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CPSC Slow on Product Recalls, Public Citizen Says

Feb 4, 2008 | Parker Waichman LLP

The Consumer Product Safety Commission (CPSC) often waits more than seven months before warning the public of a dangerous product, despite a law that says companies must inform the CPSC of product safety issues immediately upon learning of them.  These conclusions were reached by the consumer advocacy group Public Citizen, which conducted a study of CPSC settlements published in the Federal Register.

The study, “Hazardous Waits: CPSC Lets Crucial Time Pass Before Warning Public About Dangerous Products,” covers 46 cases since 2002 in which the CPSC fined manufacturers for failing to adhere to the law requiring prompt reporting. In the cases Public Citizen reviewed, companies fined for tardy reporting took an average of 993 days – 2.7 years – between learning of a safety defect in their products and notifying the CPSC.

It is perhaps not surprising that the manufacturers of dangerous and defective products would drag their feet when it comes to reporting safety problems.  But consumers expect more from the CPSC, the agency charged with keeping dangerous products off the market.  Unfortunately, the CPSC’s track record is not much better.

According to Public Citizen, the CPSC took an average of 209 additional days to disclose information on product dangers to the public – even though each case concerned a product defect so dangerous that the item was recalled. Public Citizen says that the defective products that remained on the market months after the CPSC learned of them included coffee makers and vacuum cleaners prone to catching fire, treadmills that spontaneously accelerated to an Olympic miler’s pace, all-terrain vehicles with throttles that became stuck in the “go” position, bicycles with forks that could break under normal use, and infant swings that could cause strangulation and were implicated in the deaths of six infants.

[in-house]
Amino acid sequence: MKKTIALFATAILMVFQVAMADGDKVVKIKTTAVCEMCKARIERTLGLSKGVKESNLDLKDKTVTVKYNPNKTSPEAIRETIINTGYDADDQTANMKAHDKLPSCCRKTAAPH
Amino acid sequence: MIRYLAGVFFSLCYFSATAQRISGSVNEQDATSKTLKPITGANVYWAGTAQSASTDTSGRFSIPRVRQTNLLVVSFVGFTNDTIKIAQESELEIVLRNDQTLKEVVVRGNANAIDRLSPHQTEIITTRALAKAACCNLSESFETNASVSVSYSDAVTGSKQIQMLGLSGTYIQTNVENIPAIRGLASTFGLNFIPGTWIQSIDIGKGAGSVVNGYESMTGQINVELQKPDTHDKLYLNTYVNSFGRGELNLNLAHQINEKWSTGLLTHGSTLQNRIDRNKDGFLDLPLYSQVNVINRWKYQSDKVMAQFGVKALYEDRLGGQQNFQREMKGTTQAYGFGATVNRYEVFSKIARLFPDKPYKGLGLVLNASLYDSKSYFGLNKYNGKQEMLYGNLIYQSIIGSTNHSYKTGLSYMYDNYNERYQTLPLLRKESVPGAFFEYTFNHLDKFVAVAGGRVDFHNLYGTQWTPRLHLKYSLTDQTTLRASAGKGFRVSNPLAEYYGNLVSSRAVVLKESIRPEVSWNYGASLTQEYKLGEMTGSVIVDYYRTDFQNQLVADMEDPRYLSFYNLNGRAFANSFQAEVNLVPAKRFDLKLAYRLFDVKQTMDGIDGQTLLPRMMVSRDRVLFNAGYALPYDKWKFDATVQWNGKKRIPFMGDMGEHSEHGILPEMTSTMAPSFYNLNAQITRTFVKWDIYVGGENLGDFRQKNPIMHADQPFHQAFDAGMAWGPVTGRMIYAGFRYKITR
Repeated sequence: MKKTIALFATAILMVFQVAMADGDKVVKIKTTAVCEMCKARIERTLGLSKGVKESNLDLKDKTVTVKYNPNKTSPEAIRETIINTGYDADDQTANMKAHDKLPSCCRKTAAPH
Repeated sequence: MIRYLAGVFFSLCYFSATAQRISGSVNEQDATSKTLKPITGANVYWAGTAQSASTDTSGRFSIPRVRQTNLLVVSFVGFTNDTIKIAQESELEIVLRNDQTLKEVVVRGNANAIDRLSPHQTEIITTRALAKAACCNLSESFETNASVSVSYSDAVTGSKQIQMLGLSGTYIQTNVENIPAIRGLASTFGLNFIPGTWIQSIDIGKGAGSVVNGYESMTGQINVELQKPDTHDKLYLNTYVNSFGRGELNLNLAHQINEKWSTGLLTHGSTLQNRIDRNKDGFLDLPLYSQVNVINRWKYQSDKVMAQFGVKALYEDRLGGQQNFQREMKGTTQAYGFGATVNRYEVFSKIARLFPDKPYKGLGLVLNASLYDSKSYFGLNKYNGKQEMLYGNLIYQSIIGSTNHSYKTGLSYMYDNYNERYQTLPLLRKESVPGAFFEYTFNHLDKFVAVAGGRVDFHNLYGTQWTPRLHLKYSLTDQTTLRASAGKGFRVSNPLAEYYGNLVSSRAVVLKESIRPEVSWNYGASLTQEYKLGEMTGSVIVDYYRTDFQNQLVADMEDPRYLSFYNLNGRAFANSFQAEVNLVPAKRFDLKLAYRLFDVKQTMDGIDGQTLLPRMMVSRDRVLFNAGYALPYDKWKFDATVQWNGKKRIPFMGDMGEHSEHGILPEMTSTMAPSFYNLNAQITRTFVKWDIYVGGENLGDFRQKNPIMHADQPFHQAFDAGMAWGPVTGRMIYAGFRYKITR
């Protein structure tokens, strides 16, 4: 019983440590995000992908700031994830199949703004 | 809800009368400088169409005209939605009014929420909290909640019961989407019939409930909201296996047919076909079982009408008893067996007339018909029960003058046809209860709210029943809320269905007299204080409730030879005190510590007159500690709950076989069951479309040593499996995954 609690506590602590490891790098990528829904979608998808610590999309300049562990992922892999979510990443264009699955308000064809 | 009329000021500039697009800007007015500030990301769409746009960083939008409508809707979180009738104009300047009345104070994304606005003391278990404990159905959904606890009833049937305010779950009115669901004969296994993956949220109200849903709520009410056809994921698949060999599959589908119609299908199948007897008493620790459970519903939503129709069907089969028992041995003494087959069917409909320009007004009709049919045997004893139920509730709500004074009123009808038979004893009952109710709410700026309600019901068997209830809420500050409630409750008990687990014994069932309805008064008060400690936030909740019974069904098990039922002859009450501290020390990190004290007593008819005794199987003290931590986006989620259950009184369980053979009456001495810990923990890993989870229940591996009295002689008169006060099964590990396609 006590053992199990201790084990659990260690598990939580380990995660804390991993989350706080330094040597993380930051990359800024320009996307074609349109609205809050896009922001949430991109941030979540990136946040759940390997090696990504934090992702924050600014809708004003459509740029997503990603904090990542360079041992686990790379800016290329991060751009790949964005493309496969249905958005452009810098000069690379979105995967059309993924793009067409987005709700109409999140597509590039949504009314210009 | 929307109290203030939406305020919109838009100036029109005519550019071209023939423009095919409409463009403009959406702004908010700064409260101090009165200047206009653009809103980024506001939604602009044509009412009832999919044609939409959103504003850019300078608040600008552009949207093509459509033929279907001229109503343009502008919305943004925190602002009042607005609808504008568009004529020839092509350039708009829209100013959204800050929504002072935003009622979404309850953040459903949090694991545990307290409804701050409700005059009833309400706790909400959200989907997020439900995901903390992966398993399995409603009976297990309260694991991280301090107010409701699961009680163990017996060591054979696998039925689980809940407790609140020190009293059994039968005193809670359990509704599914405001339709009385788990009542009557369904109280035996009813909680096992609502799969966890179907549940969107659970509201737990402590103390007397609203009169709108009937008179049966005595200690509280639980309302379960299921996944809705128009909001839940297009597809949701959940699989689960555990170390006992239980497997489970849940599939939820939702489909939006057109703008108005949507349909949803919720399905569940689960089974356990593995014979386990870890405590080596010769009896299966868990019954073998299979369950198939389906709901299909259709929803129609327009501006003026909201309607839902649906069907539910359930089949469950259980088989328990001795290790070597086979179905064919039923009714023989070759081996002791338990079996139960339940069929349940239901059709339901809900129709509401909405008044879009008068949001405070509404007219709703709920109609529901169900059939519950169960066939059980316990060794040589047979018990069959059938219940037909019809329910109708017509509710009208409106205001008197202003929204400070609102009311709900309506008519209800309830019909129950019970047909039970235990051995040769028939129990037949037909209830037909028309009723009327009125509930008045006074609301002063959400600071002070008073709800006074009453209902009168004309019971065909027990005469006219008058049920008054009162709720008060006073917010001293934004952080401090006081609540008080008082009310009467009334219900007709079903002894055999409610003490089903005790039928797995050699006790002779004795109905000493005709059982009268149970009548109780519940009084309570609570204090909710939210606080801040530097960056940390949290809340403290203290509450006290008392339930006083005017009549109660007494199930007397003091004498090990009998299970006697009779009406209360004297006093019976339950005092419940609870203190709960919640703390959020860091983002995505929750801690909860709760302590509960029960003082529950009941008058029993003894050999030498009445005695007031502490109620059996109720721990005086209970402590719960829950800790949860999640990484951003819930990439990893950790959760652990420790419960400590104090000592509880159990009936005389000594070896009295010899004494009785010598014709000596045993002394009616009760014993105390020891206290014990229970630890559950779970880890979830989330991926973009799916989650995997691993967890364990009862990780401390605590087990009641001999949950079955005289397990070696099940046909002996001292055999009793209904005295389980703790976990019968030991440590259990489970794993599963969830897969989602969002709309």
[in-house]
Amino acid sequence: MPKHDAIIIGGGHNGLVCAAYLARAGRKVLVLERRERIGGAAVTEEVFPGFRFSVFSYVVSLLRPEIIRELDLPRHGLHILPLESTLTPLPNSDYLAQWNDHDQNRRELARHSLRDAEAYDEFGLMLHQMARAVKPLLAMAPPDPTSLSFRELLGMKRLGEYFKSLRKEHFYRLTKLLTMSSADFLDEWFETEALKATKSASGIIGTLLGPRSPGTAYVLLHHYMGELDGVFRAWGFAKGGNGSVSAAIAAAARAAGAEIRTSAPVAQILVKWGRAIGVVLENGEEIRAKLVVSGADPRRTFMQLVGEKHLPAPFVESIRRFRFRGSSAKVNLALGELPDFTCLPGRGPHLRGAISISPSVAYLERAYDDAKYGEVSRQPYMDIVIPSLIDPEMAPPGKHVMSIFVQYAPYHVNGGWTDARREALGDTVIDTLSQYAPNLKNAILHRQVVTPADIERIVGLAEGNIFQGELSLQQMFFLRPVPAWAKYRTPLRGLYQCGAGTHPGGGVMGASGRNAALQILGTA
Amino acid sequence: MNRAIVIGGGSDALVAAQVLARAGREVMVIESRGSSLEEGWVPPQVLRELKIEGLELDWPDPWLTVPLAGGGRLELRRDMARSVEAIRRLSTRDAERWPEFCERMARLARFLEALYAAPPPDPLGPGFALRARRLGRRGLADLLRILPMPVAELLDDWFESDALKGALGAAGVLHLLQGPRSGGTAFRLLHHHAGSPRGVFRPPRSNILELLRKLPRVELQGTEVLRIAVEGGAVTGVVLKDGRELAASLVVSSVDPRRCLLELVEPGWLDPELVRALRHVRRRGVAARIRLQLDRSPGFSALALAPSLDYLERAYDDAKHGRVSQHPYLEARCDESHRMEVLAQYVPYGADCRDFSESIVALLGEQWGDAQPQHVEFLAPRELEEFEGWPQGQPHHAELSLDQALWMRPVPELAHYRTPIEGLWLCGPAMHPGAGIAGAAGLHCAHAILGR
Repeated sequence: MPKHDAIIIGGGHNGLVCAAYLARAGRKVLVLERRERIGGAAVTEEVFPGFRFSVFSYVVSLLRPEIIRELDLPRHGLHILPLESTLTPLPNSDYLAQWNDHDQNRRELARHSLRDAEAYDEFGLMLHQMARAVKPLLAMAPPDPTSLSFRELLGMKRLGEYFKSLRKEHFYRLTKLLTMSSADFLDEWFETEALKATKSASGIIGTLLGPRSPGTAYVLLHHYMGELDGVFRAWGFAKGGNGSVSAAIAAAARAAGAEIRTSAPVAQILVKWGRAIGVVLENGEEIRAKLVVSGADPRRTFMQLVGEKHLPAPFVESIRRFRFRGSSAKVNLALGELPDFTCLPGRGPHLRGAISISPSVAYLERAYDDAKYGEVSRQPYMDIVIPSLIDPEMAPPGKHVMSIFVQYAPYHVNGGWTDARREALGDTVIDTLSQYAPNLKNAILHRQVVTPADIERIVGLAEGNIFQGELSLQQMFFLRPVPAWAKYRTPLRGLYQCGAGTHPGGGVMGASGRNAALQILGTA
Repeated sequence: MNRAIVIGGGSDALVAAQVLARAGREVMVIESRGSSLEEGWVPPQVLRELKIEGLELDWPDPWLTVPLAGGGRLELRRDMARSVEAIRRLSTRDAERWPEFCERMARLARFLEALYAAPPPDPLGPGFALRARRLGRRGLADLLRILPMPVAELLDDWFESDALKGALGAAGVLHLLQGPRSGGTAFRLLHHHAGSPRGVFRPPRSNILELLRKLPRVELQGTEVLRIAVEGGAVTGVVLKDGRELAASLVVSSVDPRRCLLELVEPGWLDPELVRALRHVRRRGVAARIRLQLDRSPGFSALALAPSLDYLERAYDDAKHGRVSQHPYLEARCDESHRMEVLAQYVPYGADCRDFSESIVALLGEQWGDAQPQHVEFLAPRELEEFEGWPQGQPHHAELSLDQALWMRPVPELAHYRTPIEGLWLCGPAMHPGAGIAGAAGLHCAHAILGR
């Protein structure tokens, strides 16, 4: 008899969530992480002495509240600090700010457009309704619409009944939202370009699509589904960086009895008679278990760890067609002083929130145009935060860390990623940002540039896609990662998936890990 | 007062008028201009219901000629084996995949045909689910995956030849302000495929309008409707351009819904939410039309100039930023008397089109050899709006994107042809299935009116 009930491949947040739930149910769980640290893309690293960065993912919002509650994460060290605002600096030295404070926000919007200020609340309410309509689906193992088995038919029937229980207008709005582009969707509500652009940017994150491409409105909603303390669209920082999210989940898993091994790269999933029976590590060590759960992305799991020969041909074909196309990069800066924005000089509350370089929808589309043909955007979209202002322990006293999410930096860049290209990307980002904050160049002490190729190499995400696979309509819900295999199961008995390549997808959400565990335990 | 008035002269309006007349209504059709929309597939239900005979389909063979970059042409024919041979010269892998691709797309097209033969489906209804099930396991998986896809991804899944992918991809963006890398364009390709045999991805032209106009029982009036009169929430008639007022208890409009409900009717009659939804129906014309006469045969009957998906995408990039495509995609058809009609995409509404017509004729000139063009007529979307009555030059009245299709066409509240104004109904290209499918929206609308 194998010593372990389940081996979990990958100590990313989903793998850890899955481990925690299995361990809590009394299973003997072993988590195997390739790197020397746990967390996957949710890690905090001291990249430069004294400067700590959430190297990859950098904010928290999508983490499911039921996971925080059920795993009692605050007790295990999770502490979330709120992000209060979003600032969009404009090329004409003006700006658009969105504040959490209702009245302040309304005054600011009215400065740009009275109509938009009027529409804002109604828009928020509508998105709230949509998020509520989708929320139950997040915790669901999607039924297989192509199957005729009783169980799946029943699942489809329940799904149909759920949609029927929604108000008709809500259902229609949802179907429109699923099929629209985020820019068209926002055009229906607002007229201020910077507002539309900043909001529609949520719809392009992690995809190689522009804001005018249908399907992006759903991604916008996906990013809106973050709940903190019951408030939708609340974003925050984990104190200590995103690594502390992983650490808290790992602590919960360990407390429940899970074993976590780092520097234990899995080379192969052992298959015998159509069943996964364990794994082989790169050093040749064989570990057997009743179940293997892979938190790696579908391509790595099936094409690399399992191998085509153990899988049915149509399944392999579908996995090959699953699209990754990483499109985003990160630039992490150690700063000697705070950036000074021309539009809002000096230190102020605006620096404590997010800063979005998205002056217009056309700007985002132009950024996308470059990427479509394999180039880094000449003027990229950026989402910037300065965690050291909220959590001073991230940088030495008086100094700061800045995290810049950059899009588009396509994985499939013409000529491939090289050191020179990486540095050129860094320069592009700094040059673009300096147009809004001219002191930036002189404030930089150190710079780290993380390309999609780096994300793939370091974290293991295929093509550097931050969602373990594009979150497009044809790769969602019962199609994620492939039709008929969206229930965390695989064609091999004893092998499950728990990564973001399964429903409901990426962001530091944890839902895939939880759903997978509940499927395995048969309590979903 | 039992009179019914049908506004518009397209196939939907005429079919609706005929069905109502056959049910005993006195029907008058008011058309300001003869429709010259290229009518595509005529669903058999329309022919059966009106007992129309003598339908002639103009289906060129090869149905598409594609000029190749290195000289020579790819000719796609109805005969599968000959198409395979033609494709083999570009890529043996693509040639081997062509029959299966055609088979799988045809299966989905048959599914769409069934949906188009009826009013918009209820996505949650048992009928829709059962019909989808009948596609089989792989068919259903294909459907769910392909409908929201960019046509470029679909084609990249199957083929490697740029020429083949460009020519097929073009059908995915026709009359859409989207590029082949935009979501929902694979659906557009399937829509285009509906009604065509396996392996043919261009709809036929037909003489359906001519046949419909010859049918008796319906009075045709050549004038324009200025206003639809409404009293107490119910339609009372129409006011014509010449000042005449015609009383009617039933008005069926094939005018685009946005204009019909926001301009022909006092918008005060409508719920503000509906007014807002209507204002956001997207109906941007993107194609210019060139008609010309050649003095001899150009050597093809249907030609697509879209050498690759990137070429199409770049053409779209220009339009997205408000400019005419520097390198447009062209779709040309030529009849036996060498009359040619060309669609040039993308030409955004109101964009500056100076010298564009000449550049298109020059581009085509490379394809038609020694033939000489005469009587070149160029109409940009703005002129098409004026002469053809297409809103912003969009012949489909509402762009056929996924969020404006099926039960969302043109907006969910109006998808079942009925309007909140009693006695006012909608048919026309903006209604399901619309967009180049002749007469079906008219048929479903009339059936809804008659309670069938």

One major cause of such delays is the manufacturers’ ability to sue the CPSC to block public disclosure of information about hazards. The mere threat of lawsuits deters the agency from acting.

Details of the settlement agreements reviewed by Public Citizen also reveal that manufacturers have taken a cavalier attitude toward the disclosure law. In addition to failing to notify the CPSC of safety defects – often after receiving hundreds of notices from their customers – many manufacturers withheld key details from the agency when they finally did file. These details included customer complaints about products, efforts to redesign products to resolve design flaws and information about the death of a consumer.

Public Citizen says its findings illustrate the need for Congress to give the CPSC more authority and resources. In crafting legislation to reauthorize the CPSC, which is currently under negotiation in Congress, the group said lawmakers should provide the CPSC with the freedom to inform the public about risks promptly, and the agency should be free from undue interference from manufacturers.  The CPSC also needs the authority to levy more substantial fines and assess criminal penalties, and it needs more budget and staff.  Finally, Public Citizen says Congress should allow state attorneys general to enforce the law and give them authority to seek all of the remedies available to the CPSC.


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